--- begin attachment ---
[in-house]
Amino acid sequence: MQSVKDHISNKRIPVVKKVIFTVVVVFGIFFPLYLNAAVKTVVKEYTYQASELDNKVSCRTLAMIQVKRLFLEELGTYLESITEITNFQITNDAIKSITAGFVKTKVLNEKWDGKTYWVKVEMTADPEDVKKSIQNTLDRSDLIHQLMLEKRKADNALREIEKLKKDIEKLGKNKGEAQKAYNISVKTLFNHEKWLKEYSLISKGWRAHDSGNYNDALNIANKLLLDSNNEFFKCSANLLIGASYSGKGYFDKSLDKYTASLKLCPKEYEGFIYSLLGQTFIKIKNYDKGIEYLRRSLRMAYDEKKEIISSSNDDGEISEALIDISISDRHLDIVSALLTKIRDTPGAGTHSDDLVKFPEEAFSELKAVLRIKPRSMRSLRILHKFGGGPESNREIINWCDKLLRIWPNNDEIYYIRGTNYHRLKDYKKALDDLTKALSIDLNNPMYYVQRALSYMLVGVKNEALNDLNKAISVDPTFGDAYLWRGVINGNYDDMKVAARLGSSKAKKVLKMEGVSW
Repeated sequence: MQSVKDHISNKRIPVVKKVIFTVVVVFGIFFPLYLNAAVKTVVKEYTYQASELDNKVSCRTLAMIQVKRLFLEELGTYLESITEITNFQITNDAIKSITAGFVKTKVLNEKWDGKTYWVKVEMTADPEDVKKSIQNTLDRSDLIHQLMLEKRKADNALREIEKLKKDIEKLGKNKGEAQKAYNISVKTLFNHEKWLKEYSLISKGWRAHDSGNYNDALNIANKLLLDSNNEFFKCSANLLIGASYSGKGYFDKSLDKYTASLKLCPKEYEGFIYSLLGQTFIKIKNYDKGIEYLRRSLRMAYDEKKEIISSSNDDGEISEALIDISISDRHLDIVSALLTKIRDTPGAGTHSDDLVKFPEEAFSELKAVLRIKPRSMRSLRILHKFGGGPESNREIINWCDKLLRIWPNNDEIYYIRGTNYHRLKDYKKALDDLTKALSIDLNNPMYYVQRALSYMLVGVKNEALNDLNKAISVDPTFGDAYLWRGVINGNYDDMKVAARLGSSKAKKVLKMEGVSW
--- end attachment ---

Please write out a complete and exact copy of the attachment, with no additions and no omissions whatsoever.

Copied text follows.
[in-house]
Amino acid sequence: MQSVKDHISNKRIPVVKKVIFTVVVVFGIFFPLYLNAAVKTVVKEYTYQASELDNKVSCRTLAMIQVKRLFLEELGTYLESITEITNFQITNDAIKSITAGFVKTKVLNEKWDGKTYWVKVEMTADPEDVKKSIQNTLDRSDLIHQLMLEKRKADNALREIEKLKKDIEKLGKNKGEAQKAYNISVKTLFNHEKWLKEYSLISKGWRAHDSGNYNDALNIANKLLLDSNNEFFKCSANLLIGASYSGKGYFDKSLDKYTASLKLCPKEYEGFIYSLLGQTFIKIKNYDKGIEYLRRSLRMAYDEKKEIISSSNDDGEISEALIDISISDRHLDIVSALLTKIRDTPGAGTHSDDLVKFPEEAFSELKAVLRIKPRSMRSLRILHKFGGGPESNREIINWCDKLLRIWPNNDEIYYIRGTNYHRLKDYKKALDDLTKALSIDLNNPMYYVQRALSYMLVGVKNEALNDLNKAISVDPTFGDAYLWRGVINGNYDDMKVAARLGSSKAKKVLKMEGVSW
Repeated sequence: MQSVKDHISNKRIPVVKKVIFTVVVVFGIFFPLYLNAAVKTVVKEYTYQASELDNKVSCRTLAMIQVKRLFLEELGTYLESITEITNFQITNDAIKSITAGFVKTKVLNEKWDGKTYWVKVEMTADPEDVKKSIQNTLDRSDLIHQLMLEKRKADNALREIEKLKKDIEKLGKNKGEAQKAYNISVKTLFNHEKWLKEYSLISKGWRAHDSGNYNDALNIANKLLLDSNNEFFKCSANLLIGASYSGKGYFDKSLDKYTASLKLCPKEYEGFIYSLLGQTFIKIKNYDKGIEYLRRSLRMAYDEKKEIISSSNDDGEISEALIDISISDRHLDIVSALLTKIRDTPGAGTHSDDLVKFPEEAFSELKAVLRIKPRSMRSLRILHKFGGGPESNREIINWCDKLLRIWPNNDEIYYIRGTNYHRLKDYKKALDDLTKALSIDLNNPMYYVQRALSYMLVGVKNEALNDLNKAISVDPTFGDAYLWRGVINGNYDDMKVAARLGSSKAKKVLKMEGVSW